• Lab reports. Students will submit reports summarising the work they have completed in class every 4 weeks to ensure they are keeping up with the course content. 

Assessment criteria

The University awards common result grades, set out in the Coursework Policy 2014 (Schedule 1).

As a general guide, a High distinction indicates work of an exceptional standard, a Distinction a very high standard, a credit a good standard, and a pass an acceptable standard.

Result name

Mark range


High distinction

85 - 100

Mastery of topics showing extensive integration and ability to transfer knowledge to novel contexts; treatment of tasks shows an advanced synthesis of ideas; demonstration of initiative, complex understanding and analysis; work is very well presented; all criteria addressed and learning outcomes achieved to an outstanding level.


75 - 84

Excellent achievement, consistent evidence of deep understanding and application of knowledge in medical science; treatment of tasks shows advanced understanding of topics; demonstration of initiative, complex understanding and analysis; work is well-presented; all criteria addressed and learning outcomes achieved to a superior level.


65 - 74

Confident in explaining medical science processes, with evidence of solid understanding and achievement; occasional lapses indicative of unresolved issues; treatment of tasks shows a good understanding of topic; work is well-presented with a minimum of errors; all criteria addressed and learning outcomes achieved to a high level.


50 - 64

Satisfactory level of engagement with and understanding of topic; some inconsistencies in understanding and knowledge of medical science; work is adequately presented, with some errors or omissions, most criteria addressed and learning outcomes achieved to an adequate level.


0 - 49

When you don’t meet the learning outcomes of the unit to a satisfactory standard.

For more information see

For more information see guide to grades.

Late submission

In accordance with University policy, these penalties apply when written work is submitted after 11:59pm on the due date:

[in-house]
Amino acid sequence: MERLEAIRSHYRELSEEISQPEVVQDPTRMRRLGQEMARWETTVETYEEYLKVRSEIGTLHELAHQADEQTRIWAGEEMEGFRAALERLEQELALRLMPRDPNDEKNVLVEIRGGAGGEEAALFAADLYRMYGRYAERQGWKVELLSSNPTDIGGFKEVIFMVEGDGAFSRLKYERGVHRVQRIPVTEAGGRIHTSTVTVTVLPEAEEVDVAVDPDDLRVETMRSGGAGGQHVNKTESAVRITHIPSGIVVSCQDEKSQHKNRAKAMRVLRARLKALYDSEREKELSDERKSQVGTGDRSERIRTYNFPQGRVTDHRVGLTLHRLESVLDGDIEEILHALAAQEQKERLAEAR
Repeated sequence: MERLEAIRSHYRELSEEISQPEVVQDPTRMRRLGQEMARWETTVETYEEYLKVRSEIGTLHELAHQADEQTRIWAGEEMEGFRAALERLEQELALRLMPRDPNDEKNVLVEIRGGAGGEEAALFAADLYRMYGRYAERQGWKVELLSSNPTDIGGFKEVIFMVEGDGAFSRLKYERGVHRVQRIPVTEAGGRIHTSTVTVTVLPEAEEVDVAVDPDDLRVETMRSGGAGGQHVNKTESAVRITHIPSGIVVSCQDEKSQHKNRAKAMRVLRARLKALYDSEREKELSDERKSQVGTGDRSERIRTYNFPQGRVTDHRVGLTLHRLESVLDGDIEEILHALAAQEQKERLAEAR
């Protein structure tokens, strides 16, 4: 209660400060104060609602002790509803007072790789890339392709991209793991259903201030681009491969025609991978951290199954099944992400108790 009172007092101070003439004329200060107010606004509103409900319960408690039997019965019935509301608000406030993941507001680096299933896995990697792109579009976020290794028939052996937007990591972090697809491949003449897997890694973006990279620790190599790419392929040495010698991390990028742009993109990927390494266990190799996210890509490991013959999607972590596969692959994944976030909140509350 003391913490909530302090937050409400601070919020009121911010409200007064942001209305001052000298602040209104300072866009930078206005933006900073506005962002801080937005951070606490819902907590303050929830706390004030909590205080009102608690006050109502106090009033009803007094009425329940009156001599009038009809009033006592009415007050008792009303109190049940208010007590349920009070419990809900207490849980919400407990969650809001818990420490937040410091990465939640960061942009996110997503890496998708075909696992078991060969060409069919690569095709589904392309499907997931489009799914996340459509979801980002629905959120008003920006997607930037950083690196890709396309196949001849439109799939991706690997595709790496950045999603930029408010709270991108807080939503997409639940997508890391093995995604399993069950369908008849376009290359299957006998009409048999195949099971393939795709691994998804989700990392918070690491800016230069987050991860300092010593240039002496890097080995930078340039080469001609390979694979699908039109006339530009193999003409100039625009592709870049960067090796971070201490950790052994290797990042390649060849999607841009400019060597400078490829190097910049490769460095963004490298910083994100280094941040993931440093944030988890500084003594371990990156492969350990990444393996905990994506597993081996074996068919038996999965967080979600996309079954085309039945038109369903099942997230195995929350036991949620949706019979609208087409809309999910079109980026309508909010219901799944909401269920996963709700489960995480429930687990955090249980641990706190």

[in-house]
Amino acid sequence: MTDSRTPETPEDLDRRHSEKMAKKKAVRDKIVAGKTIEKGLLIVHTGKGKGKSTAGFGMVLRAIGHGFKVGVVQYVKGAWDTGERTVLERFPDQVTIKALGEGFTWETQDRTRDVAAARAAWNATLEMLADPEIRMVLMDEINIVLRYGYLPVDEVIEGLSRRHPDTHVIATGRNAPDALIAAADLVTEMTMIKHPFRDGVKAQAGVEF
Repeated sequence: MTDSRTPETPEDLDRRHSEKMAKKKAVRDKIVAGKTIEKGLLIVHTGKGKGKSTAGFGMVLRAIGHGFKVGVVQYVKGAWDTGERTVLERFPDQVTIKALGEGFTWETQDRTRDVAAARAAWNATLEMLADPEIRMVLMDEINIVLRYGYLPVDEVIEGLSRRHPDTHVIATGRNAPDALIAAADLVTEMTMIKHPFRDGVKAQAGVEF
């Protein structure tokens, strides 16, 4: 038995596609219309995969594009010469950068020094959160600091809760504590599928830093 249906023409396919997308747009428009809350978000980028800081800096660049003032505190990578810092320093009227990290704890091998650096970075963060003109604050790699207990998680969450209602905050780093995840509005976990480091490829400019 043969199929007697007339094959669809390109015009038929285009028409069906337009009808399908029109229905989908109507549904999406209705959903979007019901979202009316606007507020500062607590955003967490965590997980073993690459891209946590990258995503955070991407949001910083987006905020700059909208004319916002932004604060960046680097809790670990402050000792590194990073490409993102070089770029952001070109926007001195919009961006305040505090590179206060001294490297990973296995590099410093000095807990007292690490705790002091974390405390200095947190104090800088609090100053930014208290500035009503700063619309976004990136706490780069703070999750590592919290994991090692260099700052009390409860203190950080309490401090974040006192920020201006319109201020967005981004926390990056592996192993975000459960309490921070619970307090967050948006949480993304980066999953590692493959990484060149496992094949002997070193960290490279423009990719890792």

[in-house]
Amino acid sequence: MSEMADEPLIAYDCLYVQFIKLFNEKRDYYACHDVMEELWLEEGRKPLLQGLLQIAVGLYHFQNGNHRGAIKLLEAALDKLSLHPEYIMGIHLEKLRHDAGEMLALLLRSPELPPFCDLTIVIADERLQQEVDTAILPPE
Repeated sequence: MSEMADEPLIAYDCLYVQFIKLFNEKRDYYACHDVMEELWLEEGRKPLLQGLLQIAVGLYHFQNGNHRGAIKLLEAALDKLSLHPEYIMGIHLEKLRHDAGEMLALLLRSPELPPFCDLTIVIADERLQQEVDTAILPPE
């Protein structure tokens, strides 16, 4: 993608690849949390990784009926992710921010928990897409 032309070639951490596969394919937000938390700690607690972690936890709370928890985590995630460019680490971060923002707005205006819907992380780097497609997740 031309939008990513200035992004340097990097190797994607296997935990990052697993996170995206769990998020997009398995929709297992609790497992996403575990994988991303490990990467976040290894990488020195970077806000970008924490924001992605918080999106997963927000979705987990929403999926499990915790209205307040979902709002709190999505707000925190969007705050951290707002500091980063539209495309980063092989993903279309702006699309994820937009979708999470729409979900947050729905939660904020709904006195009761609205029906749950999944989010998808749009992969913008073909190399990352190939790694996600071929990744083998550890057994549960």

• Deduction of 5% of the maximum mark for each calendar day after the due date.
  • After ten calendar days late, a mark of zero will be awarded.

This unit has an exception to the standard University policy or supplementary information has been provided by the unit coordinator. This information is displayed below:

All assignments must be submitted by the due date and quizzes and exams attended when they are scheduled. Students are expected to manage their time and to prioritise tasks to meet deadlines. Assessment items submitted after the due date without an approved extension using a special consideration or special arrangement form or request will incur penalties.

Academic integrity

The Current Student website  provides information on academic integrity and the resources available to all students. The University expects students and staff to act ethically and honestly and will treat all allegations of academic integrity breaches seriously.  

We use similarity detection software to detect potential instances of plagiarism or other forms of academic integrity breach. If such matches indicate evidence of plagiarism or other forms of academic integrity breaches, your teacher is required to report your work for further investigation.

You may only use artificial intelligence and writing assistance tools in assessment tasks if you are permitted to by your unit coordinator, and if you do use them, you must also acknowledge this in your work, either in a footnote or an acknowledgement section.